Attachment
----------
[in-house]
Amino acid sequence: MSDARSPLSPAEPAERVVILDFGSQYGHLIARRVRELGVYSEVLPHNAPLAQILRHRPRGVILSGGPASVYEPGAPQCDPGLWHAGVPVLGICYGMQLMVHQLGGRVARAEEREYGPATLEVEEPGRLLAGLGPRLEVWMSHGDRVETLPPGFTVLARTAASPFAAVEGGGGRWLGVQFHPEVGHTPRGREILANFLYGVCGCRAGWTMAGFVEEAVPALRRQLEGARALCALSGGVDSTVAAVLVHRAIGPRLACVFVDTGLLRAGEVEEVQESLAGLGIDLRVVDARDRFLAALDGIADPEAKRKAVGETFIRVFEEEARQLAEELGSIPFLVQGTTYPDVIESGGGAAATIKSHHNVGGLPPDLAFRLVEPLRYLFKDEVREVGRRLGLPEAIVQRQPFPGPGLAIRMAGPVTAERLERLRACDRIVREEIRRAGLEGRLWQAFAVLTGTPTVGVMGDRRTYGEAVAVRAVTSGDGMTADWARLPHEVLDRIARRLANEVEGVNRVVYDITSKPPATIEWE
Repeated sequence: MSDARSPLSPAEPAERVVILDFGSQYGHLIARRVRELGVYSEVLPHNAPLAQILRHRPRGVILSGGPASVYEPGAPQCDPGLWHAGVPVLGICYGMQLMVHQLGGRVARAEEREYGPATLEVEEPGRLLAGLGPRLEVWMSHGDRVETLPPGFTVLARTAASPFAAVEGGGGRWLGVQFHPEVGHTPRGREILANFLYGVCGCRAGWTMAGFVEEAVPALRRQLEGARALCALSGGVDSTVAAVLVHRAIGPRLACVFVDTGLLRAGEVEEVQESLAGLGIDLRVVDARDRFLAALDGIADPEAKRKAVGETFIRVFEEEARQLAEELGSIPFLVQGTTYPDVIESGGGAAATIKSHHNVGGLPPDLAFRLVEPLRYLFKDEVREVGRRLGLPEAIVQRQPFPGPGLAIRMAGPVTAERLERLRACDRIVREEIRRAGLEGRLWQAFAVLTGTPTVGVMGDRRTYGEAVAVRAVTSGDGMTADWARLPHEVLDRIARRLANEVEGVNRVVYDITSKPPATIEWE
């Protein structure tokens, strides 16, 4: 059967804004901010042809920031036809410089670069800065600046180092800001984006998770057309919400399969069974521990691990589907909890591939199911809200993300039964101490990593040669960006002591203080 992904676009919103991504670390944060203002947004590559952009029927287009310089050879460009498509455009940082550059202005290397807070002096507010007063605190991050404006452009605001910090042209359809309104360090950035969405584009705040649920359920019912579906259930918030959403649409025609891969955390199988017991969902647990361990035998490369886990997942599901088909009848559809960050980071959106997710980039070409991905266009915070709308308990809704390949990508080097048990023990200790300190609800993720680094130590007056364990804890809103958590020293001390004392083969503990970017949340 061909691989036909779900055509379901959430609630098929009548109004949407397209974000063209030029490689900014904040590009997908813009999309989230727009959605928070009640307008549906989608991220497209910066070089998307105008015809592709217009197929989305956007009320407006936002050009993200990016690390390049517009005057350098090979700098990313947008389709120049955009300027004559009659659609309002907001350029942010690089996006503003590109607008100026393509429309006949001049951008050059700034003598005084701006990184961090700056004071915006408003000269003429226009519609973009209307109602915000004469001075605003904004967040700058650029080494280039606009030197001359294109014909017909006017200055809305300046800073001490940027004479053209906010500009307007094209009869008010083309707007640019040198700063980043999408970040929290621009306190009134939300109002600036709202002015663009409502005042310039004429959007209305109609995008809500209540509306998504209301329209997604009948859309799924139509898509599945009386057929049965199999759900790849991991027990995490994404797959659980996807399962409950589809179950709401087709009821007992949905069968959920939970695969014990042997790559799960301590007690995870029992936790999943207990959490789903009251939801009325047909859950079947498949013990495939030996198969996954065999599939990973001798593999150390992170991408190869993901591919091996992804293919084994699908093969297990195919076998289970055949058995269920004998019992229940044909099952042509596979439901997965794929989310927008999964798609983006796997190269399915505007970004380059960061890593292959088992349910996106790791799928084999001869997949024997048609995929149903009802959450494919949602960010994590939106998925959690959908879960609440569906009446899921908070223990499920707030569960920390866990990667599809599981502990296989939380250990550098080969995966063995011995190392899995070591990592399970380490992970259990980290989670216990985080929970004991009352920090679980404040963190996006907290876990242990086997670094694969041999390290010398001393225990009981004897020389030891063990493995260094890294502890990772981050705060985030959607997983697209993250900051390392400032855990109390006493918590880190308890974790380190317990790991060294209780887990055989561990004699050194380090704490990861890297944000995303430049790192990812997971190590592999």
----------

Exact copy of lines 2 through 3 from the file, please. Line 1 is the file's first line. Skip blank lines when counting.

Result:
Amino acid sequence: MSDARSPLSPAEPAERVVILDFGSQYGHLIARRVRELGVYSEVLPHNAPLAQILRHRPRGVILSGGPASVYEPGAPQCDPGLWHAGVPVLGICYGMQLMVHQLGGRVARAEEREYGPATLEVEEPGRLLAGLGPRLEVWMSHGDRVETLPPGFTVLARTAASPFAAVEGGGGRWLGVQFHPEVGHTPRGREILANFLYGVCGCRAGWTMAGFVEEAVPALRRQLEGARALCALSGGVDSTVAAVLVHRAIGPRLACVFVDTGLLRAGEVEEVQESLAGLGIDLRVVDARDRFLAALDGIADPEAKRKAVGETFIRVFEEEARQLAEELGSIPFLVQGTTYPDVIESGGGAAATIKSHHNVGGLPPDLAFRLVEPLRYLFKDEVREVGRRLGLPEAIVQRQPFPGPGLAIRMAGPVTAERLERLRACDRIVREEIRRAGLEGRLWQAFAVLTGTPTVGVMGDRRTYGEAVAVRAVTSGDGMTADWARLPHEVLDRIARRLANEVEGVNRVVYDITSKPPATIEWE
Repeated sequence: MSDARSPLSPAEPAERVVILDFGSQYGHLIARRVRELGVYSEVLPHNAPLAQILRHRPRGVILSGGPASVYEPGAPQCDPGLWHAGVPVLGICYGMQLMVHQLGGRVARAEEREYGPATLEVEEPGRLLAGLGPRLEVWMSHGDRVETLPPGFTVLARTAASPFAAVEGGGGRWLGVQFHPEVGHTPRGREILANFLYGVCGCRAGWTMAGFVEEAVPALRRQLEGARALCALSGGVDSTVAAVLVHRAIGPRLACVFVDTGLLRAGEVEEVQESLAGLGIDLRVVDARDRFLAALDGIADPEAKRKAVGETFIRVFEEEARQLAEELGSIPFLVQGTTYPDVIESGGGAAATIKSHHNVGGLPPDLAFRLVEPLRYLFKDEVREVGRRLGLPEAIVQRQPFPGPGLAIRMAGPVTAERLERLRACDRIVREEIRRAGLEGRLWQAFAVLTGTPTVGVMGDRRTYGEAVAVRAVTSGDGMTADWARLPHEVLDRIARRLANEVEGVNRVVYDITSKPPATIEWE